Jackie Weaver has joined critics of a government move to end virtual council meetings in England from May.
By Jennifer Scott www.bbc.co.uk
Minister Luke Hall has written to local authorities saying the government is under too much pressure to fit in legislation to allow them to continue.
Ms Weaver, who rose to fame after a meeting of Handforth Parish Council went viral, said it would be “dreadful” to bring them to an end.
The Local Government Association also called for the decision to be reversed.
Chair of the organisation, Councillor James Jamieson, said reintroducing face-to-face meetings “could easily involve up to 200 people in one room, even before adding in members of the public and reporters” – so their return would pose a “significant challenge” to councils to make them Covid-secure.
Lawyers in local government, along with Hertfordshire County Council, have now made an application to the courts to declare authorities already have the powers needed to hold online meetings.
The Ministry of Housing, Communities and Local Government said it had asked councils to share their experiences of remote meetings, saying they will use the evidence “to inform any potential future legislation regarding their use beyond the pandemic”.
Like many other organisations, local councils were forced to go online in 2020 due to the pandemic and restrictions on public meetings.
Emergency legislation was passed in the Commons to give them the power to do business over video conferencing tools, but the temporary law is due to run out the day after the local elections on 6 May.
In his letter, Mr Hall – the minister for regional growth and local government – praised the efforts of local authorities in England, saying they had “risen magnificently to the challenges of this period”.
But he said extending virtual meetings past May would involved primary legislation in the Commons, which would have a “significant impact… on the government’s legislative programme, which is already under severe pressure in these unprecedented times”.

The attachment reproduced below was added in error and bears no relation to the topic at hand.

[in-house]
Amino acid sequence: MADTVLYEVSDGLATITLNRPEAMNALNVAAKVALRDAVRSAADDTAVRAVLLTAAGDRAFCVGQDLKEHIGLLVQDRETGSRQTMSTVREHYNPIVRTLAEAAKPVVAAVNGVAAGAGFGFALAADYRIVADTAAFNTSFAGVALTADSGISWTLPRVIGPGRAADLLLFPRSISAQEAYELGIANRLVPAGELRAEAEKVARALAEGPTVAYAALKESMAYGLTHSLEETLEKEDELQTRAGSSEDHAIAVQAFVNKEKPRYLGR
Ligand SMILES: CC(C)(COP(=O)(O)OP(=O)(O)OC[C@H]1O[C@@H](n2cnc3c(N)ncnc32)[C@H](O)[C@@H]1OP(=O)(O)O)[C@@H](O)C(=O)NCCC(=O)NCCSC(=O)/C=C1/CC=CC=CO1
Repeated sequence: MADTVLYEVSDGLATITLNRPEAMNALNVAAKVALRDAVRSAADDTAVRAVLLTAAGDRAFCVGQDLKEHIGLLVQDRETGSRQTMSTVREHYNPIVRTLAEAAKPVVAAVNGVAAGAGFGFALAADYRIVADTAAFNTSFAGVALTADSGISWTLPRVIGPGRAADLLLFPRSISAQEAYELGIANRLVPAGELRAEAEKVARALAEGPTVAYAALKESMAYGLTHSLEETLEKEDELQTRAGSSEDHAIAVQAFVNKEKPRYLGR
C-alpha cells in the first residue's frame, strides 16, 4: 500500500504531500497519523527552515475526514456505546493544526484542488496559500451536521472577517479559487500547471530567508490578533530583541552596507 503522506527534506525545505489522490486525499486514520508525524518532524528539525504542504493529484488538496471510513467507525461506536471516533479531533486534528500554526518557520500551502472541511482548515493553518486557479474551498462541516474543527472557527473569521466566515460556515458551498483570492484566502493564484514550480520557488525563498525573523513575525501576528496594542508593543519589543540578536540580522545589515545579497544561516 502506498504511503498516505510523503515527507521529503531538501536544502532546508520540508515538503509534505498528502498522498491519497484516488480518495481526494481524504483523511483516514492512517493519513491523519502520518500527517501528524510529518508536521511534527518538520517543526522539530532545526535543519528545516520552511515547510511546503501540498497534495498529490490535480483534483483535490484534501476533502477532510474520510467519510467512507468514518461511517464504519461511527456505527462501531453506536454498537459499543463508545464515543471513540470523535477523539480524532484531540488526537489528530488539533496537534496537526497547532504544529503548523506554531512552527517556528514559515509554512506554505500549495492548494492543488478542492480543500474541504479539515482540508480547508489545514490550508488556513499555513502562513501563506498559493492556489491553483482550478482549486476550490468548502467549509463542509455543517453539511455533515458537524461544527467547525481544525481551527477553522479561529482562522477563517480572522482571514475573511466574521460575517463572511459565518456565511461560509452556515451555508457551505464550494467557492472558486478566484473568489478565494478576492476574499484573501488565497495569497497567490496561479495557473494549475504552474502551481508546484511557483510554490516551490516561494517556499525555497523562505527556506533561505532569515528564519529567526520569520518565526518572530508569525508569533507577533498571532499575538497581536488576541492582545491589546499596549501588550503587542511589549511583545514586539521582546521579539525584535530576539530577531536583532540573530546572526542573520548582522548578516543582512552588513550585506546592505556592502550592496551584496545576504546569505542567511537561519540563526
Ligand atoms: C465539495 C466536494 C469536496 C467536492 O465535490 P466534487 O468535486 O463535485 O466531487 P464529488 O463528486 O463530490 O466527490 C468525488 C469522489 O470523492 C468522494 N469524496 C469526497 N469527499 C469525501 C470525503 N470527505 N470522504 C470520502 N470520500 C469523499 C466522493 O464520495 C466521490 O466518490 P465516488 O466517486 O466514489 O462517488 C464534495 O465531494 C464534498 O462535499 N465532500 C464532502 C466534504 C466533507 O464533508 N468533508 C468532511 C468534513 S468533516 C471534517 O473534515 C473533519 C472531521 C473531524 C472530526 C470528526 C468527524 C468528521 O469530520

media captionViral moments like this Handforth Parish Council meeting could come to an end – but there are more serious reasons for concern too
Mrs Weaver – the chief officer of the Cheshire Association of Local Councils – told BBC Radio Derby it would be “dreadful” to bring virtual meetings to an end.
She added: “I think all the evidence is out there to show that actually Zoom has done more… [and] has been instrumental in getting people involved.
“We can see it in the figures [with] people turning up. We are seeing it in the people that are showing interest in elections.
“I am not saying all council meetings should be held virtually and I know a lot of my councils are keen to get back to face-to-face meetings, but it would be so helpful, so valuable to be able to hold Zoom meetings.”
Mr Jamieson agreed the move risked “damaging the gains seen in public participation in remote council meetings during the pandemic and our vital local democratic process”.
He also pointed to the imbalance when it came to the rules in Westminster.
“MPs will retain the right to participate remotely until at least 21 June, but the powers-that-be in the House of Commons will not make time available to legislate for councillors to do the same,” he added.
The County Councils Network said the government’s decision was “deeply disappointing, considering the success of remote meetings”.
Its chairman, Councillor David Williams, said he had concerns over whether face-to-face council meetings could be done safely, adding: “The decision is illogical when you bear in mind the government’s own guidance stipulates that indoor events cannot be organised until 17 May at the earliest.”
‘Consider permanent option’
Asked for a response to the criticism, the ministry sent a statement from Mr Hall, who said: “Councils continue to play a vital role in our response to the pandemic and I am grateful for how they have used emergency powers introduced a year ago to continue to operate at a difficult time.
“As the vaccine roll-out continues and restrictions are lifted, councils holding face-to-face meetings from 7 May are being given the support and guidance they need to do so in a safe and secure way.”
He added: “I am keen to hear from councils and local residents about their experiences of virtual meetings so that we can properly consider whether to make these a permanent option.”